Wood Splitting Mama

I love to split wood.  This is a recently acquired skill.  Growing up, turning on the heat meant the flick of a dial.  But here, it means coaxing a fire from the wood my husband has located, cut, marked to length,  bucked, hauled home, dried, split and stacked.  I dove into the woodsplitting game with gusto seven years ago, wielding a maul with much enthusiasm but little skill or strength.  I was much more of a menace to myself than to the stubborn rounds of wood that I hacked into ragged chunks.  Then I took a long break from the axe during two pregnancies and time spent tending children while my husband shouldered the task of prepping us for winter.

Though unseasonably warm temperatures these past few weeks make it easy to forget the imminence of winter snows, the equinox does not lie.  We spent the weekend preparing for winter.  I was out there, splitting maul in hand.  I love the thwack and pop of an arc that has hit its mark.  I found, to my surprise, that the maul did not feel as heavy as in year’s past.  I could lift it over my head with ease.  I think I have my daughters to thank for this, the four years that my arms have cradled and lifted these babies turned toddlers.  A splitting maul is nothing compared with countless trips shuttling these young ones up and down stairs!

And I appreciate the chance to contribute to a task that can be measured in neatly stacked rows.  So much household work is effaced in days if not minutes.  The clean kitchen dissolves into chaos.  Entropy dances across freshly swept floors.   But then there is the work of a knit mitten, or a row of wood.  These are tangible evidence of time well-spent, working to ensure our family’s warmth in the months to come.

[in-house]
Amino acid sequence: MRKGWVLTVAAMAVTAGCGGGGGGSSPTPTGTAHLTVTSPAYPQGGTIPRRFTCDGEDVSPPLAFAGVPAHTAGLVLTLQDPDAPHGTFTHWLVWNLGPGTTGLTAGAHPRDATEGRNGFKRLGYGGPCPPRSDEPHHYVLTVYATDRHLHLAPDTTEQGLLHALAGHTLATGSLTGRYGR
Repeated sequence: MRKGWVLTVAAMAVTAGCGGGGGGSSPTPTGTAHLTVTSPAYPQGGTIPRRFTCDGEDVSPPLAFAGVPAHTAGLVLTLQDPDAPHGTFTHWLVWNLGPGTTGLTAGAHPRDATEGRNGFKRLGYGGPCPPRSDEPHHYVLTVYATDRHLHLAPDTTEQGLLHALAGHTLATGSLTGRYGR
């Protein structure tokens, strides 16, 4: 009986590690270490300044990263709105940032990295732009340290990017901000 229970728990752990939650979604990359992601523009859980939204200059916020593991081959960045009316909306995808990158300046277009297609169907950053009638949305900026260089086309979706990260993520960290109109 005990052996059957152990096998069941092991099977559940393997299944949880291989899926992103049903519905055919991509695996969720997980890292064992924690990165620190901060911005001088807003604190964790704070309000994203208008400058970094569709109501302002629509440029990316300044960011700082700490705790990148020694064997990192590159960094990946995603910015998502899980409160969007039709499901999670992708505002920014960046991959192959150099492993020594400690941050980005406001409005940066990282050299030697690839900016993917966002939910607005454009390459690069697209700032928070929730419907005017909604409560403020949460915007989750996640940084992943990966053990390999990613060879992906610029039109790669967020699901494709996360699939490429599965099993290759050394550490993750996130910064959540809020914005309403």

1 Comment

Filed under Autumn, Mountain Life

One response to “Wood Splitting Mama

  1. peggy fulder

    I had “wood fever” when we first moved to the mountains. I paid a neighbor kid $6 per hour to go out and cut firewood with me those first few falls. he had the saw; I had the truck, gloves and desire to be more self sufficient. then I split rounds, looking for the check marks to follow. Ah, to be able to swing the maul over one’s head! I well remember the thrill of pride at my strength and growing acumen! raising (literally) children made my arms strong and my hand eye co-ordination capable of splitting (dry) firewood pretty efficiently. Mountain mamas are something, eh?!

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